The adults are well cast. Leslie Mann is the mother who’s made her share of mistakes and only wants to stop her own daughter from repeating them. Ike Barinholtz is the absent father who wants to be a part of his daughter’s life, but whose past efforts were weak. And John Cena, who seems to have found a perfect place starring in comedies, is the nerdy dad who worries his daughter is incapable of making the right decision. The juxtaposition of his massive physical build with his nerdy and naive behaviours lead to a number of hilarious scenes. Finally, Gary Cole and Gina Gershon, as Austin’s extremely liberal parents, have their moments as well.
As I watched, the movie felt like a stand-up act. Anecdotes, stories, and jokes, strung along together, some funny and some less so. But not all of them were original. During some of the scenes, I was reminded of Stand by Me, Step Brothers and of course, American Pie among others. The pact, the perfect setting, the early, ahem, eruption, the busted party, the mistaken identities, it’s been done before. That isn’t to say it wasn’t funny. It’s quite the opposite. The gags work, the jokes deliver, and I laughed.
In the end, the movie doesn’t minimize the girl’s experience and does try to show various ways teens might deal with it. There’s also a message about parents and being able to trust their kids if they’ve prepared them well. However, given everything that has happened before, it feels a little misplaced. There was no surprise at the end. Not in how the girls deal with their pact (just like in American Pie), nor in how the parents and girls relate and reconcile at the end. From that point of view, it felt contrived.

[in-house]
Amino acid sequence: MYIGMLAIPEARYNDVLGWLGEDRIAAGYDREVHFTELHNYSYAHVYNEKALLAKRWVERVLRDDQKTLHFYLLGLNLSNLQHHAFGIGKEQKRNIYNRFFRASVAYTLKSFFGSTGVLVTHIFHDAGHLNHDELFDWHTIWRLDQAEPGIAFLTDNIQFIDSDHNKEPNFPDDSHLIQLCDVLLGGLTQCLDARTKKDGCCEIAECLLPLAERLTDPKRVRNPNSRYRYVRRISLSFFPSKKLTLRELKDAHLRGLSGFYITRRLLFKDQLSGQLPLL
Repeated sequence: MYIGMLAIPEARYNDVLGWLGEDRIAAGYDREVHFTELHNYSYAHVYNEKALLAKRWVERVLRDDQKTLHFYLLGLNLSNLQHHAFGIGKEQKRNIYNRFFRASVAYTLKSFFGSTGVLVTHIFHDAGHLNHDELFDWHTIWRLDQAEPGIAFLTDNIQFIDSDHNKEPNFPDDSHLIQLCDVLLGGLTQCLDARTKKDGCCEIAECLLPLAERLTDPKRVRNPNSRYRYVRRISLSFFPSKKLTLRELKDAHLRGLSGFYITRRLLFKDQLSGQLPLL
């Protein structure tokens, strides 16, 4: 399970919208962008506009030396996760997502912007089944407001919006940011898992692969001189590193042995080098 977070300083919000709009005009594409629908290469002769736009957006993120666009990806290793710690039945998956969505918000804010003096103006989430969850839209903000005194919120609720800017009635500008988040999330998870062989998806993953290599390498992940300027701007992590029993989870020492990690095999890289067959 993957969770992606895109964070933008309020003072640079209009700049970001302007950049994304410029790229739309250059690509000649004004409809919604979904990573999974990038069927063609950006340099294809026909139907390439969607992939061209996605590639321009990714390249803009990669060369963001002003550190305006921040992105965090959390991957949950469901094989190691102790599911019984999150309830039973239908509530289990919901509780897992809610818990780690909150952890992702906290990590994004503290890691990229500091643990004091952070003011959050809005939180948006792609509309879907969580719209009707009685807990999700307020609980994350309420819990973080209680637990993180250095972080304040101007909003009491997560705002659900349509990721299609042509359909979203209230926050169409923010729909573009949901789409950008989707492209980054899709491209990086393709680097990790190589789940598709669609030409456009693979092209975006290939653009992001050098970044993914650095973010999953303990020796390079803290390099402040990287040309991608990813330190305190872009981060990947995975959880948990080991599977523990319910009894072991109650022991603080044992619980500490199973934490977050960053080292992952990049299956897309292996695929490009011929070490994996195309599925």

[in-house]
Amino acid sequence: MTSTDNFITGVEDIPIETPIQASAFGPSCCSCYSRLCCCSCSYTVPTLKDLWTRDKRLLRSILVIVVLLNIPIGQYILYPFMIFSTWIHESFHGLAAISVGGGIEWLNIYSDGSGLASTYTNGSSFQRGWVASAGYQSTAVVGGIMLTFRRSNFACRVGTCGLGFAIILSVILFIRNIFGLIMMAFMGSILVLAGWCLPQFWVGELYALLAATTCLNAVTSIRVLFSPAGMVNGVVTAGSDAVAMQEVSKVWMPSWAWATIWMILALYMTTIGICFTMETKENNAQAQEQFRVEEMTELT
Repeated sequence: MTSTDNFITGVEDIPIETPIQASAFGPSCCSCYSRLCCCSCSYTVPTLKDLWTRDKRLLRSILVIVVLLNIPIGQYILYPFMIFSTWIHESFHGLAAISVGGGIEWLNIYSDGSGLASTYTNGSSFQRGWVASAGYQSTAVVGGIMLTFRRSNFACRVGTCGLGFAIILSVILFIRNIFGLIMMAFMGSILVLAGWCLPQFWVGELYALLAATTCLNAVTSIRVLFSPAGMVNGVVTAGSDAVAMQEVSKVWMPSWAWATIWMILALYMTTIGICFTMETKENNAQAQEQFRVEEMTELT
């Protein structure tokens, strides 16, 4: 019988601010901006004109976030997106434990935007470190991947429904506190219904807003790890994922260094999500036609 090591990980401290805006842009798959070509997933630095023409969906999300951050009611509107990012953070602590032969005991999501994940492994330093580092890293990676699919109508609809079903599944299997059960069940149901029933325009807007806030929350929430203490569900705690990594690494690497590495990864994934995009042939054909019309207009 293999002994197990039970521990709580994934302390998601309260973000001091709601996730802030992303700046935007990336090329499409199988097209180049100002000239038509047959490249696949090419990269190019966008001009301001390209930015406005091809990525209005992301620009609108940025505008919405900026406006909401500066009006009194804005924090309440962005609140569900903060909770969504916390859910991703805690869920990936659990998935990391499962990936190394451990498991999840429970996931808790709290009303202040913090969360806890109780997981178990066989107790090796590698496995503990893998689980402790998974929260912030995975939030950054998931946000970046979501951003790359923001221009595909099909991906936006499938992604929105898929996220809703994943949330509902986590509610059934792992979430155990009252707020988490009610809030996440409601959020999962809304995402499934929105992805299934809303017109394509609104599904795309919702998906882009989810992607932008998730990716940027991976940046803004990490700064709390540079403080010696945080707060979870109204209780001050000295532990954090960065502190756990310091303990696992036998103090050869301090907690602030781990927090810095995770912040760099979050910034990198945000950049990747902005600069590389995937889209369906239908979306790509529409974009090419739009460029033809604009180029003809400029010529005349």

Blockers Blu-ray Special Features:
- Audio commentary by director Kay Cannon
- Deleted Scenes
- Gag Reel – The entire cast contributes to these on-set flubs.
- Line-O-Rama – The laughs continue after the take!
- Rescue Mission – Being a parent isn’t easy, as Leslie Mann, Ike Barinholtz, and John Cena make abundantly clear. Hear them and director Kay Cannon discuss parental mistakes and lessons learned. They even top it off with a good old-fashioned car explosion!
- Prom Night – Filmmakers and cast discuss how they achieved the perfect prom look and also share some of their own personal prom stories.
- The History of Sex with Ike Barinholtz – Ike Barinholtz explains the origins of human sexuality and its evolution through time.
- John Cena’s Prom Survival Kit for Parents – John Cena shows off a survival kit filled with items that will help parents survive the most stressful time of year – prom season!
- Chug! Chug! Chug! – The film introduced the world to the concept of “butt chugging.” Hear cast, crew, and butt-chugger John Cena discuss how they handled this standout scene.
- Puke-a-Palooza – One memorable scene involves copious amounts of projectile vomit. See what cast, filmmakers, and crew went through to make sure the puke was as authentic as possible.
- Optional English SDH, French, and Spanish subtitles for the main feature
Blockers is an absurd comedy. Throw away rationality, morality, and law-abiding behavior, and it works. Though you’ll experience feelings of déjà vu, it’s still funny, and even laugh out loud at times. Not every comedy needs to be complex and require intellectual humor. It’s actually nice to have some that aim for base laughs. And in that perspective, Blockers delivers perfectly. After a long day or week, this is the perfect prescription to relax, enjoy and laugh.